“She loves going back there, she loves the people in Romania. I hope they get behind her, and I’m sure they will because they’re a passionate country, passionate people, she loves spending time there. If she’s a little bit down over the next week or so, they’ll certainly pick her up.

“I know she’s looking forward to getting home. It’s been a long clay-court season for her, she’s been going since straight after Miami, through Fed Cup, that was the first clay court event for her and she’s played pretty much every day all the way through to here. So she’s going to be tired, it will be a good chance for her to recharge the batteries, spend some time at home and hopefully the Romanian people will get behind her.”

In one way, Halep winning her first major and rising to the top of the rankings would have brought a sense of stability to the women’s game at a time when many of its powerhouses like Serena Williams, Victoria Azarenka, Maria Sharapova, and Petra Kvitova have been absent.

But Cahill believes Ostapenko’s win and the women’s tournament in Paris this fortnight have been equally beneficial to the WTA.

“I think the whole tournament has been a plus for the women’s game,” he says.

“I think there’s been a lot of wonderful matches, not just from Simona’s side but certainly from the other side. And the fact that at the moment you can have a dart board and you can throw a dart and any number of women can step up and make it through to a final or win one of these tournaments, I think that creates a lot of interest in women’s tennis.

“And we just want to create some rivalries now. I’d love to see Jelena back this up, and continue to play well and then a lot of these top players continue to play against each other, create some rivalries, a lot interest in the women’s game. I think overall regardless of who won this match, it was going to be a good result for women’s tennis.”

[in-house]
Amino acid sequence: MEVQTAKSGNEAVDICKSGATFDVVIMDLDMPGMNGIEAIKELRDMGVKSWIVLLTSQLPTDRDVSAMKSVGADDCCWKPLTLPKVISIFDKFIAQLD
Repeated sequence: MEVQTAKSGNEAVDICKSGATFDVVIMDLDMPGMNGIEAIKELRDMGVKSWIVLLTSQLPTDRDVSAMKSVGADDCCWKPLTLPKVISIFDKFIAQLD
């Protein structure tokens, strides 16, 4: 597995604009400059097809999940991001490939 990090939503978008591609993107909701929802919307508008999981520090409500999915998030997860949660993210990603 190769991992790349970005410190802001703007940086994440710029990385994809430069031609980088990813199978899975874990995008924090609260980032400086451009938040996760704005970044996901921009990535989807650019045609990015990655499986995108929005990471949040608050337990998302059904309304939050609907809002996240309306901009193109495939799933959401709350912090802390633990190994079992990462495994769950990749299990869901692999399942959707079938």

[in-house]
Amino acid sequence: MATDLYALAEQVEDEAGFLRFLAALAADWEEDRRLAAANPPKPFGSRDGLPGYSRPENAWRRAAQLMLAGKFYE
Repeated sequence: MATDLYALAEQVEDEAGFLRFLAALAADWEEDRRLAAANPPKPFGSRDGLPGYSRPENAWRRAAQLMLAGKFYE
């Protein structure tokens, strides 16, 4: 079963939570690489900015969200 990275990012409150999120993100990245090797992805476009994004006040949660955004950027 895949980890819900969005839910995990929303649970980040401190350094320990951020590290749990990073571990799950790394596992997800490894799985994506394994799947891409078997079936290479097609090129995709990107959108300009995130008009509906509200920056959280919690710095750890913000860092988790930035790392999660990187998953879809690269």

As for Halep, she knows this loss will be painful for a while and admits she needs time to get over it. Rafael Nadal spent the second week of last year’s Roland Garros on a boat with his girlfriend, trying to forget the agony of injury that forced him to withdraw from the tournament after the second round.

Halep too must find her own version of that getaway.

“This one hurts a lot maybe because I am more – I realise more what is happening,” she says, comparing this defeat to the one she suffered to Sharapova in 2014.

“Three years ago was something new, so now I know. Hurts a lot, and I need time just to – I don’t know. To go away.”

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Legends and players weigh in on Nadal's potential 'Decima'

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More history for Rafa?

Rafael Nadal watched his beloved football club Real Madrid chasing ‘La Decima’ for 12 years before they finally achieved it in 2014.

The club’s and fans’ obsession with winning a 10th European Cup (Champions League) trophy took on a life of its own, and it made it all the more sweeter for Los Blancos and their Madridistas when they ultimately sealed the deal against Atletico Madrid at Estadio da Luz in Lisbon.

On Sunday, Nadal has a chance to secure his own ‘Decima’ at Roland Garros. And while the Spaniard and his entire team have downplayed its significance – “Nine is my favourite number,” he joked on Friday – it will still be a historic feat many fans and pundits are salivating over.

If Nadal defeats Stan Wawrinka in Sunday’s final, he would become the first man ever and second player in history to win 10 or more titles at the same Grand Slam event (only Margaret Court has won 11, at the Australian Open).

The Mallorcan’s last Grand Slam title came three years ago at the 2014 Roland Garros and his bad luck with injuries meant that some people had written him off and never thought he would be in this position again, fighting for a major trophy.